Vietnam hikes rates to cool double-digit inflation
Friday, 01 February 2008

Agence France-Presse . Hanoi

Vietnam’s central bank Wednesday said it would raise benchmark interest rates for the first time since December 2005, battling double-digit inflation which has sparked popular anger and labour unrest.

Aiming to cool bank lending, the State Bank of Vietnam will from Friday raise the base rate, used by commercial banks to calculate loans, from 8.25 to 8.75 per cent, said a statement on the bank’s website.

The State Bank will also raise the refinancing rate, at which the central bank lends to commercial banks, from 6.5 to 7.5 per cent, and the discount rate from 4.5 to 6.0 per cent, the statement said.

‘It’s a step in the right direction,’ the UN Development Programme’s chief economist in Vietnam, Jonathan Pincus, told AFP.

‘Many economists have been saying we think the economy is overheating and that an interest rate move would be warranted to encourage savings and slow down the growth of credit, which many see as the main driver of inflation.’

The International Monetary Fund last year urged Vietnam to limit credit growth, and the government has set a goal of keeping annual inflation below gross domestic product growth, which hit nearly 8.5 per cent in 2007.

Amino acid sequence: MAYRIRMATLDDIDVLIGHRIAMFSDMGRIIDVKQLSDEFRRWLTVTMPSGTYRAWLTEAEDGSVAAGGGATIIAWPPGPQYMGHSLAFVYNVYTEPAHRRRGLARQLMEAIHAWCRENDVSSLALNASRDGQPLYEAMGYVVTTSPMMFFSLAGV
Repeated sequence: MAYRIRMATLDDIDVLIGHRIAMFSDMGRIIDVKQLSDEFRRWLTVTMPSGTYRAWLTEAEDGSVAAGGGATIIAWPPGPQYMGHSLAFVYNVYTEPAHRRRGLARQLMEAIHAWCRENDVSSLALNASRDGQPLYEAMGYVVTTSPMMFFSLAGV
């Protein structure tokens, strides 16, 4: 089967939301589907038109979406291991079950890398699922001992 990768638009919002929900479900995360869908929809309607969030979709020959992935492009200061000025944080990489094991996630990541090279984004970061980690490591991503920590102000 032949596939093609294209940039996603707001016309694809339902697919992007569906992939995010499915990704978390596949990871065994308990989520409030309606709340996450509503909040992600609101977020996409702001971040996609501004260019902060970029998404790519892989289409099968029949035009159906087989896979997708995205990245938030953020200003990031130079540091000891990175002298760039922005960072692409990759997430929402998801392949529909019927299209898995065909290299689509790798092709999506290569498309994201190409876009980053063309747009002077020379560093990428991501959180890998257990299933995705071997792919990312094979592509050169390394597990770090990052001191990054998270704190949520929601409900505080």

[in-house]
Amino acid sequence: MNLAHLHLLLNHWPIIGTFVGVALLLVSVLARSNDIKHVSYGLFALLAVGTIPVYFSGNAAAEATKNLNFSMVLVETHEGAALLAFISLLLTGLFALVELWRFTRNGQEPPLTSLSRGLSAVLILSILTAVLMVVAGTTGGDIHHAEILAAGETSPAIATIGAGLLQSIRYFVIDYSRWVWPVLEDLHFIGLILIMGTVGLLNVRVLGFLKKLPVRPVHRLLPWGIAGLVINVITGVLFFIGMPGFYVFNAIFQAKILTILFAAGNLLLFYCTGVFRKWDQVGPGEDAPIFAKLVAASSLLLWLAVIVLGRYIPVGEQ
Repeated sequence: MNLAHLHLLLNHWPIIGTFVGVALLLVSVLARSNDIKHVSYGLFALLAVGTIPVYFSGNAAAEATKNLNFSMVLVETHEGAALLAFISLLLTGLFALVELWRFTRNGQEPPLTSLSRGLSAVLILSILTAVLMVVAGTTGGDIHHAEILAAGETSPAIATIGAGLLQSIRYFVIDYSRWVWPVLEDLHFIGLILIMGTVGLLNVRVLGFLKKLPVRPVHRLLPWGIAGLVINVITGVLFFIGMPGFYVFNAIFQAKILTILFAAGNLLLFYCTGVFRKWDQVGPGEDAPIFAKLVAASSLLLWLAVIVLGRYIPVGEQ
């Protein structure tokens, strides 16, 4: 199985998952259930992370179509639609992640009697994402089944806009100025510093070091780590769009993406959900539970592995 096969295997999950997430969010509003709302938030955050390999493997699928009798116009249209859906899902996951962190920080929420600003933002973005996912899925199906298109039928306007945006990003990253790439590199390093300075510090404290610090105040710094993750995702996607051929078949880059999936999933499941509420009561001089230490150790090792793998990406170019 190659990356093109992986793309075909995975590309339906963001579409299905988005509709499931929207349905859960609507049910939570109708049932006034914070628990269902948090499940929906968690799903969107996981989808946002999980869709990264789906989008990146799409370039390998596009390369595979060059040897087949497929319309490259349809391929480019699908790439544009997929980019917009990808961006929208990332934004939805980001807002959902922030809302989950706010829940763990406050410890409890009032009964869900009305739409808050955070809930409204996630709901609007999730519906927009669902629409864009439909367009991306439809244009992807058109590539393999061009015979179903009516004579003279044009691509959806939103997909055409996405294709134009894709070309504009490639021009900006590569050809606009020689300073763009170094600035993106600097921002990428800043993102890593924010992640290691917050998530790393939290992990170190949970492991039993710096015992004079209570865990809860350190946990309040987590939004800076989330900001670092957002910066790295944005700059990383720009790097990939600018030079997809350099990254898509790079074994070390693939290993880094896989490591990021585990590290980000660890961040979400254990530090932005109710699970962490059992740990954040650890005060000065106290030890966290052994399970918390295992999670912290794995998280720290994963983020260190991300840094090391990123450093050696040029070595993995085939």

Spiralling food and consumer prices — driven up by a cash influx amid Vietnam’s rapid economic growth — have hit the poor the hardest and fuelled a surge in labour strikes demanding higher wages.

In January, the second month of double-digit inflation, thousands of workers have gone on strike at scores of foreign owned plants, such as South Korean and Taiwanese textile and footwear factories around Ho Chi Minh City.

The state-run General Statistics Office estimated consumer prices rose 14.1 per cent in January from a year earlier, driven up mainly by food and construction material costs, ahead of next week’s Tet lunar New Year. ‘Every year coming up to Tet we see a rise in prices,’ said Pincus.

‘It’s like Christmas in Europe when people tend to spend a lot of their disposable income and goods fly off the shelves.’ Pincus said especially the poor worried about the sharp rise in the prices of basic necessities like food and fuel, and that ‘there is a desire by the government to preserve the real purchasing power of the poor.’

‘They see it’s perhaps time now to cool down the economy a bit and get prices under control and then continue with a sustainable growth path.’

The communist government has tackled inflation on several fronts — recently also ordering banks to increase their dong and foreign currency reserves, the proportion of funds they must hold relative to loans.

Vietnam has also taken steps in its exchange rate policy, allowing the dong to marginally gain against the dollar.

Vietnam has long effectively pegged the dong at around 16,000 to the dollar, while many other Asian countries have floated their currencies, helping Vietnam sell goods cheaply in the United States, its biggest export market.

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